We have frequently blogged the labor issues at FedEx, the ubiquitous delivery giant. FedEx relies on "independent contractor" drivers for business and neighborhood deliveries. An interesting article by Corey Dade in the Wall Street Journal (subscription required) discusses the potential impact of a Democratic Congress on FedEx's business model. An 800 pound gorilla has just taken a seat in the board room beside FedEx CEO Fred Smith.
FedEx began 35 years ago as an airline. As such, it fell under the Railway Labor Act of 1926, which made unionization of public and commercial transport companies extremely difficult. By contrast, UPS began as a trucking company and was subject to the National Labor Relations Act from day one. UPS is unionized: they pay workers more than FedEx, they provide better benefits. (Of course, the Wall Street Journal points out that these higher wages and benefits have hurt the growth of UPS stock.)
With the pending Democratic control of Congress, FedEx finds its business model under fire. Representative James Oberstar (D-Minnesota) will propose an amendment to the Federal Aviation Administration Act that would remove truck drivers, couriers and other FedEx employees from the Railway Labor Act. In other words, the door to unionization will be thrown wide open.
The Journal article does not mention the difficulties that FedEx has had in state courts, where their so-called "independent contractor" drivers, who wear FedEx uniforms and drive FedEx trucks, have been consistently found to be FedEx employees. FedEx finds itself caught in a big squeeze: potential changes in enabling legislation opening the door to unions plus state level pressures to reclassify 15,000 drivers as employees. The entire business model is at risk.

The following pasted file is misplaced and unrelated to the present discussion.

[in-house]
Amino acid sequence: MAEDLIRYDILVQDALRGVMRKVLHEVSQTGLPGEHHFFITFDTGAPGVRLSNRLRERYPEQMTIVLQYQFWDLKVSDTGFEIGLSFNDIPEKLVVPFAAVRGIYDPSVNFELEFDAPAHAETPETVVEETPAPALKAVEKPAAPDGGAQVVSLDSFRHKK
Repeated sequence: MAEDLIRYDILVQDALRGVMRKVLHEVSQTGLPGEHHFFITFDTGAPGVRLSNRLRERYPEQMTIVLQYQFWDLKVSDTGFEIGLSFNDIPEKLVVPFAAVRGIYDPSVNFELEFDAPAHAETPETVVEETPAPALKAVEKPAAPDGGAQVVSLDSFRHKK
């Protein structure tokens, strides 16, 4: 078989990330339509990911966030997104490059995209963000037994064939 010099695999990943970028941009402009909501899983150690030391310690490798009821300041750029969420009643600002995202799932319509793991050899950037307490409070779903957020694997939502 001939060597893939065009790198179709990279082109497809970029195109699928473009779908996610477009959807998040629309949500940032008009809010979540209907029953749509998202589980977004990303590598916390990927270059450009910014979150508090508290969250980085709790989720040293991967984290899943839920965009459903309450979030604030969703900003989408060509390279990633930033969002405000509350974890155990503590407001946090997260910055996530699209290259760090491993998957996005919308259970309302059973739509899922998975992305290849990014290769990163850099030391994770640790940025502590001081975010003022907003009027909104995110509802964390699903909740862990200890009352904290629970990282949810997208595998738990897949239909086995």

FedEx has remained profitable during the recent downturn, posting a 3% increase in net income. Nonetheless, CEO Smith has voluntarily reduced his own salary by 20% and has given up his bonus. The company has also cut wages for all employees and stopped contributing to employee retirement plans. Because the workforce is union-free, the company has been able to react quickly and unilaterally to reduce (payroll) expenses.
This type of maneuvering would be much more difficult - if not impossible - under a unionized workforce. Rates of pay, benefits and working conditions are all subject to collective bargaining - never a speedy process when take-aways are on the table. It's ironic that the very flexibility that keeps FedEx profitable during this economic downtime is also the source of FedEx's troubles in the long run. It's always difficult to predict the future, but the 800 pound gorilla stalking FedEx appears ready to light up a cigar.